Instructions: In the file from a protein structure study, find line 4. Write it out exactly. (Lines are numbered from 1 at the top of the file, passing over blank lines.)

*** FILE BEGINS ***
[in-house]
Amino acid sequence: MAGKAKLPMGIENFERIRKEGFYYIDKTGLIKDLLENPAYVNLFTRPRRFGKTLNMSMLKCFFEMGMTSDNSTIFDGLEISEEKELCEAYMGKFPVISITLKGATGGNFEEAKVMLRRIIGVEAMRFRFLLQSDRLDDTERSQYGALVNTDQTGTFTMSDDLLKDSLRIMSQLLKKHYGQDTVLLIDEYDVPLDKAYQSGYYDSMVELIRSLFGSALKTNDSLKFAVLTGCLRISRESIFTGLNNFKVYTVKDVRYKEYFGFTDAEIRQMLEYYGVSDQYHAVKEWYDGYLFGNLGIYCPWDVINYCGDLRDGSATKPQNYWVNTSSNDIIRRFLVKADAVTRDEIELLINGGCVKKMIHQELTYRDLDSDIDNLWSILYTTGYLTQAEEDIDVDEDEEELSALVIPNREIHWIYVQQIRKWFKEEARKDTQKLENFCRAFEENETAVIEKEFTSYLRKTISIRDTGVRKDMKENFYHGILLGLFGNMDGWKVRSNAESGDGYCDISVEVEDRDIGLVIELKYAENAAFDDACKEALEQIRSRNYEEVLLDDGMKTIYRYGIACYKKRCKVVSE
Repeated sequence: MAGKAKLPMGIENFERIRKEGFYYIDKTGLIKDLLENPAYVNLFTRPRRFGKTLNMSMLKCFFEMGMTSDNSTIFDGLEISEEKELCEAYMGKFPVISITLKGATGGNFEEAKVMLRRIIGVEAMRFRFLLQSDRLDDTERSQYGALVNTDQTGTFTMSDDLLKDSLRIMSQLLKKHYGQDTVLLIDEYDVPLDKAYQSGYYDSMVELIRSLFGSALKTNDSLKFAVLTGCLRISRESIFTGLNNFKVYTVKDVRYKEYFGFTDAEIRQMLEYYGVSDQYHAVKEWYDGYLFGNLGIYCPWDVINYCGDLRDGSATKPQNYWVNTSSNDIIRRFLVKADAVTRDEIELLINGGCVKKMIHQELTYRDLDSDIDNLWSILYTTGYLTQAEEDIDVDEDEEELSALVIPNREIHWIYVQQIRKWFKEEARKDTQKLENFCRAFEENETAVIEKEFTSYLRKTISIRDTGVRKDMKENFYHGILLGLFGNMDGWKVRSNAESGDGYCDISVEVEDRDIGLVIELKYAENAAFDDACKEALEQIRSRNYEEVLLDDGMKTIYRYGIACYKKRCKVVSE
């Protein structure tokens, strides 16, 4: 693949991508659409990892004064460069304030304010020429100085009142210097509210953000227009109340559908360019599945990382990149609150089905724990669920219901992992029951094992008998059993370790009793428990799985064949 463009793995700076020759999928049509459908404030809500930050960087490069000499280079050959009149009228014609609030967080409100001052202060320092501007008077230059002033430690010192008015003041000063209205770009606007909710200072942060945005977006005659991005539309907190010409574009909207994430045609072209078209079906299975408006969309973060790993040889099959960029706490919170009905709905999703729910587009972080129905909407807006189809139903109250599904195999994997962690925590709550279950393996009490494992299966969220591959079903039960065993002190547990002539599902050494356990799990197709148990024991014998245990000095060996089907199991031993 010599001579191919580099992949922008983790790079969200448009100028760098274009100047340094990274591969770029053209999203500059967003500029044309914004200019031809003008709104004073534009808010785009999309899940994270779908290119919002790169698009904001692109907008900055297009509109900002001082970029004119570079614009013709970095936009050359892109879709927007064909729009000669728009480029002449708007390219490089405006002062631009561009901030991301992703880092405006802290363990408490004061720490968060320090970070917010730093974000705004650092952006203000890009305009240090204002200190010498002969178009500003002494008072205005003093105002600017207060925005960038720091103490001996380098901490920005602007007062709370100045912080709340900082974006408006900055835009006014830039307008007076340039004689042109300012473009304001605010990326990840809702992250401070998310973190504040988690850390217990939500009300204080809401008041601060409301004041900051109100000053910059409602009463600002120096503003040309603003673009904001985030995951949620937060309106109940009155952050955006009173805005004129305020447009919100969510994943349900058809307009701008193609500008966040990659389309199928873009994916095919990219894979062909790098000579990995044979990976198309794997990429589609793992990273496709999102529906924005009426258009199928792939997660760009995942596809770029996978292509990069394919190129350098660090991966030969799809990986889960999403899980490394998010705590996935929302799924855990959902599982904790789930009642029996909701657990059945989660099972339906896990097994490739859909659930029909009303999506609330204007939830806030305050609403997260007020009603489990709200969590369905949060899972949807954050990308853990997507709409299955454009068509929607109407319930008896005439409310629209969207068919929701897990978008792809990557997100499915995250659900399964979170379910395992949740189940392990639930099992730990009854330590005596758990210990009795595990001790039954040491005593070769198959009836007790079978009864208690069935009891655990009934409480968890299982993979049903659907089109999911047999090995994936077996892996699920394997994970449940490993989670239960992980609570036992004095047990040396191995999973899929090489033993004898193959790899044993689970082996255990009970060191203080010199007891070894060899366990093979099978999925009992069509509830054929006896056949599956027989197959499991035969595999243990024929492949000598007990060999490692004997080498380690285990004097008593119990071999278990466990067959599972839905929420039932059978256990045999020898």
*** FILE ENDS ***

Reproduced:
């Protein structure tokens, strides 16, 4: 693949991508659409990892004064460069304030304010020429100085009142210097509210953000227009109340559908360019599945990382990149609150089905724990669920219901992992029951094992008998059993370790009793428990799985064949 463009793995700076020759999928049509459908404030809500930050960087490069000499280079050959009149009228014609609030967080409100001052202060320092501007008077230059002033430690010192008015003041000063209205770009606007909710200072942060945005977006005659991005539309907190010409574009909207994430045609072209078209079906299975408006969309973060790993040889099959960029706490919170009905709905999703729910587009972080129905909407807006189809139903109250599904195999994997962690925590709550279950393996009490494992299966969220591959079903039960065993002190547990002539599902050494356990799990197709148990024991014998245990000095060996089907199991031993 010599001579191919580099992949922008983790790079969200448009100028760098274009100047340094990274591969770029053209999203500059967003500029044309914004200019031809003008709104004073534009808010785009999309899940994270779908290119919002790169698009904001692109907008900055297009509109900002001082970029004119570079614009013709970095936009050359892109879709927007064909729009000669728009480029002449708007390219490089405006002062631009561009901030991301992703880092405006802290363990408490004061720490968060320090970070917010730093974000705004650092952006203000890009305009240090204002200190010498002969178009500003002494008072205005003093105002600017207060925005960038720091103490001996380098901490920005602007007062709370100045912080709340900082974006408006900055835009006014830039307008007076340039004689042109300012473009304001605010990326990840809702992250401070998310973190504040988690850390217990939500009300204080809401008041601060409301004041900051109100000053910059409602009463600002120096503003040309603003673009904001985030995951949620937060309106109940009155952050955006009173805005004129305020447009919100969510994943349900058809307009701008193609500008966040990659389309199928873009994916095919990219894979062909790098000579990995044979990976198309794997990429589609793992990273496709999102529906924005009426258009199928792939997660760009995942596809770029996978292509990069394919190129350098660090991966030969799809990986889960999403899980490394998010705590996935929302799924855990959902599982904790789930009642029996909701657990059945989660099972339906896990097994490739859909659930029909009303999506609330204007939830806030305050609403997260007020009603489990709200969590369905949060899972949807954050990308853990997507709409299955454009068509929607109407319930008896005439409310629209969207068919929701897990978008792809990557997100499915995250659900399964979170379910395992949740189940392990639930099992730990009854330590005596758990210990009795595990001790039954040491005593070769198959009836007790079978009864208690069935009891655990009934409480968890299982993979049903659907089109999911047999090995994936077996892996699920394997994970449940490993989670239960992980609570036992004095047990040396191995999973899929090489033993004898193959790899044993689970082996255990009970060191203080010199007891070894060899366990093979099978999925009992069509509830054929006896056949599956027989197959499991035969595999243990024929492949000598007990060999490692004997080498380690285990004097008593119990071999278990466990067959599972839905929420039932059978256990045999020898």